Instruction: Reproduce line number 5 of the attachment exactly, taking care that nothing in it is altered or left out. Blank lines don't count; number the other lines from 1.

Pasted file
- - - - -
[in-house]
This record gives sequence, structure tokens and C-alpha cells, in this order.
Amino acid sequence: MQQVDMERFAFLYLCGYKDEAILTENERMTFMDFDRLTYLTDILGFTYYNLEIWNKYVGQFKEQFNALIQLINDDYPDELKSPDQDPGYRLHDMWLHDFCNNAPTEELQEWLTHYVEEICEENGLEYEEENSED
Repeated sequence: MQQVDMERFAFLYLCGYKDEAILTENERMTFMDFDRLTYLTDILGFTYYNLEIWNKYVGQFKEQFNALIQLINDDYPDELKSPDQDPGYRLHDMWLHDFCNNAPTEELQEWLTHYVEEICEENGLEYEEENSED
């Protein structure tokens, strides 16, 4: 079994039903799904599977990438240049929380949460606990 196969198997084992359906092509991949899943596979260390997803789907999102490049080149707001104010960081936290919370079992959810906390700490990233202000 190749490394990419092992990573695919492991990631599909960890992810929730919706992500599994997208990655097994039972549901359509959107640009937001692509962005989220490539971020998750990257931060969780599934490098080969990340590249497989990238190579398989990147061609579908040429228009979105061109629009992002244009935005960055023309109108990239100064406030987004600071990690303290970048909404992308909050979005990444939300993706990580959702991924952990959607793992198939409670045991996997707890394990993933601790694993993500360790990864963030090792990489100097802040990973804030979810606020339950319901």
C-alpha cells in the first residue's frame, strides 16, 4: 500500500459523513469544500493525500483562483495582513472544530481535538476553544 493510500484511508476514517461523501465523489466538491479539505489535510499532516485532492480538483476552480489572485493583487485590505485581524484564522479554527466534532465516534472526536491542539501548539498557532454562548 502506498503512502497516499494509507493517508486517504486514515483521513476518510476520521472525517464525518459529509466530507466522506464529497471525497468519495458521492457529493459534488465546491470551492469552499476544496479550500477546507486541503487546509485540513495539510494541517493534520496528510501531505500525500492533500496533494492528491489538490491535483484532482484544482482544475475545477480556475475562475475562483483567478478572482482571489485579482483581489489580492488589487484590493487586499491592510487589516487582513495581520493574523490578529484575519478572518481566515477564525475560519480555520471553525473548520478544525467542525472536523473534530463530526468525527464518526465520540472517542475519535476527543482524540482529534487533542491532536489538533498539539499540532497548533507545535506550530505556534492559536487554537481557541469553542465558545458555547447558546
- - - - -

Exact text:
């Protein structure tokens, strides 16, 4: 079994039903799904599977990438240049929380949460606990 196969198997084992359906092509991949899943596979260390997803789907999102490049080149707001104010960081936290919370079992959810906390700490990233202000 190749490394990419092992990573695919492991990631599909960890992810929730919706992500599994997208990655097994039972549901359509959107640009937001692509962005989220490539971020998750990257931060969780599934490098080969990340590249497989990238190579398989990147061609579908040429228009979105061109629009992002244009935005960055023309109108990239100064406030987004600071990690303290970048909404992308909050979005990444939300993706990580959702991924952990959607793992198939409670045991996997707890394990993933601790694993993500360790990864963030090792990489100097802040990973804030979810606020339950319901």